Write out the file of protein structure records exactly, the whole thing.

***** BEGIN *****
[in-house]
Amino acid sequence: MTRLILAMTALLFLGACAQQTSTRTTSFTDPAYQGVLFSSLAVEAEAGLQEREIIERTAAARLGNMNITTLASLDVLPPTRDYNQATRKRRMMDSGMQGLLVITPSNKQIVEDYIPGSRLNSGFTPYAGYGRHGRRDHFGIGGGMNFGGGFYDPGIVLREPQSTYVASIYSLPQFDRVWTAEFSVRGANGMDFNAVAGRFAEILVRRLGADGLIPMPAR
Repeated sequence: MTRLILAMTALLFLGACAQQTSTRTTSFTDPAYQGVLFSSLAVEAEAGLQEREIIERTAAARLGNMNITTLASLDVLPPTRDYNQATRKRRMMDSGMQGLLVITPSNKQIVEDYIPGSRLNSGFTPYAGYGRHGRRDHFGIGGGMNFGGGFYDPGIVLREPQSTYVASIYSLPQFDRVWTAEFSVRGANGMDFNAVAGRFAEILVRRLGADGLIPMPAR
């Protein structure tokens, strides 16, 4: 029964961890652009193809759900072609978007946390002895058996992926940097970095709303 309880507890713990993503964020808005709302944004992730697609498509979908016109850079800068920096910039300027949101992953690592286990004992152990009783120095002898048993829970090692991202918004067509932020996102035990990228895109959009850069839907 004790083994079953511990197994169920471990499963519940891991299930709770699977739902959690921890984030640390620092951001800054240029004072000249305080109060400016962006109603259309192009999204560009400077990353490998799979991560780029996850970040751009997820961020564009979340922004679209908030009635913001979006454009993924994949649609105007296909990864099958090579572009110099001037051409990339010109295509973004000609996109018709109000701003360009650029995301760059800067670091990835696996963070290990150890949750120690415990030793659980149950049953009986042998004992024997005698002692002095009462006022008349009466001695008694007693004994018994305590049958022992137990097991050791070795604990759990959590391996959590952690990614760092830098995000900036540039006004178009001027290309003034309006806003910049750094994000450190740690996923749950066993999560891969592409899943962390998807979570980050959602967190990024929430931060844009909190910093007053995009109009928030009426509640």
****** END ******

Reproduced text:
[in-house]
Amino acid sequence: MTRLILAMTALLFLGACAQQTSTRTTSFTDPAYQGVLFSSLAVEAEAGLQEREIIERTAAARLGNMNITTLASLDVLPPTRDYNQATRKRRMMDSGMQGLLVITPSNKQIVEDYIPGSRLNSGFTPYAGYGRHGRRDHFGIGGGMNFGGGFYDPGIVLREPQSTYVASIYSLPQFDRVWTAEFSVRGANGMDFNAVAGRFAEILVRRLGADGLIPMPAR
Repeated sequence: MTRLILAMTALLFLGACAQQTSTRTTSFTDPAYQGVLFSSLAVEAEAGLQEREIIERTAAARLGNMNITTLASLDVLPPTRDYNQATRKRRMMDSGMQGLLVITPSNKQIVEDYIPGSRLNSGFTPYAGYGRHGRRDHFGIGGGMNFGGGFYDPGIVLREPQSTYVASIYSLPQFDRVWTAEFSVRGANGMDFNAVAGRFAEILVRRLGADGLIPMPAR
């Protein structure tokens, strides 16, 4: 029964961890652009193809759900072609978007946390002895058996992926940097970095709303 309880507890713990993503964020808005709302944004992730697609498509979908016109850079800068920096910039300027949101992953690592286990004992152990009783120095002898048993829970090692991202918004067509932020996102035990990228895109959009850069839907 004790083994079953511990197994169920471990499963519940891991299930709770699977739902959690921890984030640390620092951001800054240029004072000249305080109060400016962006109603259309192009999204560009400077990353490998799979991560780029996850970040751009997820961020564009979340922004679209908030009635913001979006454009993924994949649609105007296909990864099958090579572009110099001037051409990339010109295509973004000609996109018709109000701003360009650029995301760059800067670091990835696996963070290990150890949750120690415990030793659980149950049953009986042998004992024997005698002692002095009462006022008349009466001695008694007693004994018994305590049958022992137990097991050791070795604990759990959590391996959590952690990614760092830098995000900036540039006004178009001027290309003034309006806003910049750094994000450190740690996923749950066993999560891969592409899943962390998807979570980050959602967190990024929430931060844009909190910093007053995009109009928030009426509640």